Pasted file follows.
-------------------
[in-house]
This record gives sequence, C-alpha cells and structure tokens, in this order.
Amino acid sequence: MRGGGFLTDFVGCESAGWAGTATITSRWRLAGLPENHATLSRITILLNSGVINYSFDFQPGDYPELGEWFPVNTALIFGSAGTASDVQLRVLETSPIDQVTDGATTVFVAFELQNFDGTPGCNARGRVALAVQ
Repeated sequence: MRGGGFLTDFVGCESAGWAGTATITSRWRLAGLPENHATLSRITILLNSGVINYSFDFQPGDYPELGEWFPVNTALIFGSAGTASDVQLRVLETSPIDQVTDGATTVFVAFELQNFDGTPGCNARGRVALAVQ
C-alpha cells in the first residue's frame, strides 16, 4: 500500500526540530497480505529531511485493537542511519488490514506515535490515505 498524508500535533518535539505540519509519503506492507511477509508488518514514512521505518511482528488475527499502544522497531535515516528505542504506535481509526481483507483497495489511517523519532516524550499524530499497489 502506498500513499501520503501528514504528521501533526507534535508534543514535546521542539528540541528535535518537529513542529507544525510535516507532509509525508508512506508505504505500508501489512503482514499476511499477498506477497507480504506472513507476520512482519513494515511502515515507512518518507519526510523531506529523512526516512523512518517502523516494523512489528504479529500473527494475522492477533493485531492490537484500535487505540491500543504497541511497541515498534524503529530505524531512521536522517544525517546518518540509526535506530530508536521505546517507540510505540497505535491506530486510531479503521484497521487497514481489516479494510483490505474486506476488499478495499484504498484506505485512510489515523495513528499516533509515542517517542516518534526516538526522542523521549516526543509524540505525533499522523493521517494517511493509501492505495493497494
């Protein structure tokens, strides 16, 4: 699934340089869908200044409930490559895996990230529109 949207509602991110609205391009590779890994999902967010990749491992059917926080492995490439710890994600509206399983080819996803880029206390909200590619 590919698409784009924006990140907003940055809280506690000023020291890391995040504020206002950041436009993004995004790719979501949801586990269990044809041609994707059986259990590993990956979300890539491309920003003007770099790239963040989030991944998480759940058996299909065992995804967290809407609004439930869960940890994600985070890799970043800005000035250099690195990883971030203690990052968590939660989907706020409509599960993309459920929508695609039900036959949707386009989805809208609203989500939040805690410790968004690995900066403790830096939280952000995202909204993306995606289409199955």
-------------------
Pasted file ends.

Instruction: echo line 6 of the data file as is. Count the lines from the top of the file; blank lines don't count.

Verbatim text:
């Protein structure tokens, strides 16, 4: 699934340089869908200044409930490559895996990230529109 949207509602991110609205391009590779890994999902967010990749491992059917926080492995490439710890994600509206399983080819996803880029206390909200590619 590919698409784009924006990140907003940055809280506690000023020291890391995040504020206002950041436009993004995004790719979501949801586990269990044809041609994707059986259990590993990956979300890539491309920003003007770099790239963040989030991944998480759940058996299909065992995804967290809407609004439930869960940890994600985070890799970043800005000035250099690195990883971030203690990052968590939660989907706020409509599960993309459920929508695609039900036959949707386009989805809208609203989500939040805690410790968004690995900066403790830096939280952000995202909204993306995606289409199955």